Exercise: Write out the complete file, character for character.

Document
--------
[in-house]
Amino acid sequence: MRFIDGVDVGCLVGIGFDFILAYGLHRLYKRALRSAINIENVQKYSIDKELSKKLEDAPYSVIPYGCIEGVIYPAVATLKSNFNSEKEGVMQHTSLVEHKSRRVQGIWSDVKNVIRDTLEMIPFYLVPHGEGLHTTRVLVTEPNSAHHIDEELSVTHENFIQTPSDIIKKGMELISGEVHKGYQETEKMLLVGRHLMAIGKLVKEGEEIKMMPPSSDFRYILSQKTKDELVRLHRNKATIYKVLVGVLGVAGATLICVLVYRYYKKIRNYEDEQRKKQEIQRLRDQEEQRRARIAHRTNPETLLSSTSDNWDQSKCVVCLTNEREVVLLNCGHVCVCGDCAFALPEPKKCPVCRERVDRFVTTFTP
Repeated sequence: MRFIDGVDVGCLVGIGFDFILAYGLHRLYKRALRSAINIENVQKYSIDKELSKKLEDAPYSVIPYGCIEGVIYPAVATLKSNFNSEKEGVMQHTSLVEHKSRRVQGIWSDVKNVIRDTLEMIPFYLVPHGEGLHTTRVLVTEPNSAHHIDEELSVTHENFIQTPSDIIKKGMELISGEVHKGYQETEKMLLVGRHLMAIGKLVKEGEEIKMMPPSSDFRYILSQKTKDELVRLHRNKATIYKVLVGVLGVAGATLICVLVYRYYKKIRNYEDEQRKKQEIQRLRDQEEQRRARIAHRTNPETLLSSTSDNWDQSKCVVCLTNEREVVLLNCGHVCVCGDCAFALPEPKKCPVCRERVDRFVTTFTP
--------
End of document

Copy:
[in-house]
Amino acid sequence: MRFIDGVDVGCLVGIGFDFILAYGLHRLYKRALRSAINIENVQKYSIDKELSKKLEDAPYSVIPYGCIEGVIYPAVATLKSNFNSEKEGVMQHTSLVEHKSRRVQGIWSDVKNVIRDTLEMIPFYLVPHGEGLHTTRVLVTEPNSAHHIDEELSVTHENFIQTPSDIIKKGMELISGEVHKGYQETEKMLLVGRHLMAIGKLVKEGEEIKMMPPSSDFRYILSQKTKDELVRLHRNKATIYKVLVGVLGVAGATLICVLVYRYYKKIRNYEDEQRKKQEIQRLRDQEEQRRARIAHRTNPETLLSSTSDNWDQSKCVVCLTNEREVVLLNCGHVCVCGDCAFALPEPKKCPVCRERVDRFVTTFTP
Repeated sequence: MRFIDGVDVGCLVGIGFDFILAYGLHRLYKRALRSAINIENVQKYSIDKELSKKLEDAPYSVIPYGCIEGVIYPAVATLKSNFNSEKEGVMQHTSLVEHKSRRVQGIWSDVKNVIRDTLEMIPFYLVPHGEGLHTTRVLVTEPNSAHHIDEELSVTHENFIQTPSDIIKKGMELISGEVHKGYQETEKMLLVGRHLMAIGKLVKEGEEIKMMPPSSDFRYILSQKTKDELVRLHRNKATIYKVLVGVLGVAGATLICVLVYRYYKKIRNYEDEQRKKQEIQRLRDQEEQRRARIAHRTNPETLLSSTSDNWDQSKCVVCLTNEREVVLLNCGHVCVCGDCAFALPEPKKCPVCRERVDRFVTTFTP